Prediction of protein secondary structure and linear-B cell epitopes
Epitopes are the foundation of protein antigenicity that determines antigen specificity [27, 28]. There are many types of epitope prediction methods in use, including hydrophilicity, accessibility, antigenicity, flexibility, charge distribution and secondary structure [29–34]. Despite the lack of an infallible method to predict antigenic epitopes, several rules can be followed to determine which peptide fragments of a protein are likely to be antigenic. Firstly, antigenic epitopes should be located in solvent-accessible regions and contain both hydrophobic and hydrophilic residues. Secondly, peptides lying in long loops connecting secondary structure motifs should be selected preferably, while peptides located in helical regions should be avoided. Whenever possible, peptides that are in the N- and C-terminal regions of the protein should be chosen because they are usually solvent accessible and unstructured.
According to the rules outlined above, we analyzed the linear-B cell epitopes of TgCPB and TgCPL using DNAStar software and chose peptides that have good hydrophilicity, high accessibility, satisfactory flexibility and strong antigenicity. Thereafter, we used DNAMAN software to search for linear-B cell epitopes in the TgCPB and TgCPL amino acid sequences.
Prediction of Th-cell epitopes
T. gondii is an obligate intracellular parasite; hence, cellular immunity mediated by T cells plays an important role in T. gondii infection . To develop an effective vaccine against toxoplasmosis, it is necessary to elucidate which type of Th cell-mediated immune response is necessary. Predicting Th cell epitopes is currently rather complicated and the results are ambiguous; however, there are some rules that can be used to predict Th cell epitopes [36, 37]. Here, we used the Immune Epitope Database (http://tools.immuneepitope.org/analyze/html/mhc_II_binding.html) online service to predict the half maximal inhibitory concentration (IC50) values of peptides binding to the major histocompatibility complex (MHC) class II molecules of TgCPB and TgCPL. We also used SYFPEITHI (http://www.syfpeithi.de/Scripts/MHCServer.dll/EpitopePrediction.htm) to determine the ligation strength to a defined HLA (or H2) type for TgCPB and TgCPL. Note that such binding to MHC is necessary but not sufficient for recognition by T cells.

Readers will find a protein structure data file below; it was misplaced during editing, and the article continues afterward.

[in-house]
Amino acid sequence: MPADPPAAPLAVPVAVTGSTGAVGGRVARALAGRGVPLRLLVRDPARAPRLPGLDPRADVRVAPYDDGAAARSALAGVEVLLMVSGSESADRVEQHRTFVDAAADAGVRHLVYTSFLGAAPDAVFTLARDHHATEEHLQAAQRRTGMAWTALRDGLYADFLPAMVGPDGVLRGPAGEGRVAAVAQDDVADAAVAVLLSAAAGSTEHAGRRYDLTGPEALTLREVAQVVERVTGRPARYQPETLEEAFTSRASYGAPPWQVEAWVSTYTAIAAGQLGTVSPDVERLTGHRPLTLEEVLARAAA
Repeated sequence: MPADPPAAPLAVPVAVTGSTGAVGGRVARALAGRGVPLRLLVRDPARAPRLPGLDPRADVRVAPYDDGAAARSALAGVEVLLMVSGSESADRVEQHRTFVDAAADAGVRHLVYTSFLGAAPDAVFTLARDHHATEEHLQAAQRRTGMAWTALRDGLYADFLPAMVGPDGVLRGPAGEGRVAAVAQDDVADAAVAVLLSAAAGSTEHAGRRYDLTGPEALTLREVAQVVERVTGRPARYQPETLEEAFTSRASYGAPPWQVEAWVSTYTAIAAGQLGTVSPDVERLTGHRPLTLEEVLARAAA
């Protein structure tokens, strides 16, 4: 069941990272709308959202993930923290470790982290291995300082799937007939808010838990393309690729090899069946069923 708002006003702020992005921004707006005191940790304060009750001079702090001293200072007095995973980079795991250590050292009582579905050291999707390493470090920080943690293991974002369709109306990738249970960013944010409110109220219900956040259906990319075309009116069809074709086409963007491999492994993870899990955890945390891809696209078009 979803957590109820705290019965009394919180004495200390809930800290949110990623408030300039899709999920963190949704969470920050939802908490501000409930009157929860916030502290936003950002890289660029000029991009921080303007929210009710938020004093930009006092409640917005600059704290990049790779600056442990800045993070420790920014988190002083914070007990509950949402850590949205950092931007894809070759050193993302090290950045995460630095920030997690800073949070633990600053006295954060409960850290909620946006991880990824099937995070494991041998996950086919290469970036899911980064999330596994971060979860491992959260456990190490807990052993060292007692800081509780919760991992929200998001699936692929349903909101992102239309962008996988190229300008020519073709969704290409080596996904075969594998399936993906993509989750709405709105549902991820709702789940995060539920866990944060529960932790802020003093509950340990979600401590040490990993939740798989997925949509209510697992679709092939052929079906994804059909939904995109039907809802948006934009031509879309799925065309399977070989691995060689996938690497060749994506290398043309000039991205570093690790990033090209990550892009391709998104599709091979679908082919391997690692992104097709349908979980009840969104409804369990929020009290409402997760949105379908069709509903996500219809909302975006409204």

Parasites and mice
Female 6-week-old BALB/c mice were purchased from Shandong University Laboratory Animal Center. All mice were maintained under specific pathogen-free conditions. All of the animal experiments were approved by the Ethics Committee on Animal Experiments of the Medical School of Shandong University.
The T. gondii RH strain was harvested from the peritoneal fluid of the BALB/c mice 72 h after infection, and was washed by centrifugation and resuspended in sterile PBS. Half of the T. gondii tachyzoite suspension was used to extract total RNA and genomic DNA, while the other half was used to prepare soluble tachyzoite antigens (STAg) using an ultrasonic disintegrator. STAg preparations were aliquoted and stored at −80°C until use.
Construction of expression plasmids
The whole TgCPB gene was amplified from T. gondii total RNA by reverse transcription polymerase chain reaction (PCR) using the two primer pairs shown below. TgCPB for prokaryotic expression used the following primers plasmid construction: 5′-cgGAATTCATGGAGGGGCGAAAGTC-3′ (forward) and 5′-ccgCTCGAGCTACATTTCTCTCTCCTCTTCTG-3′ (reverse), both of which contain EcoRI/XhoI restriction sites (underlined). Plasmid construction for eukaryotic expression of TgCPB consisted of 5′-ataagaat GCGGCCGCATGGAGGGGCGAAA-GTC-3′ (forward) and 5′-ccgCTCGAGCTACATTTCTCTCTCCTCTTCTG-3′ (reverse), both of which contain NotI/XhoI restriction sites (underlined).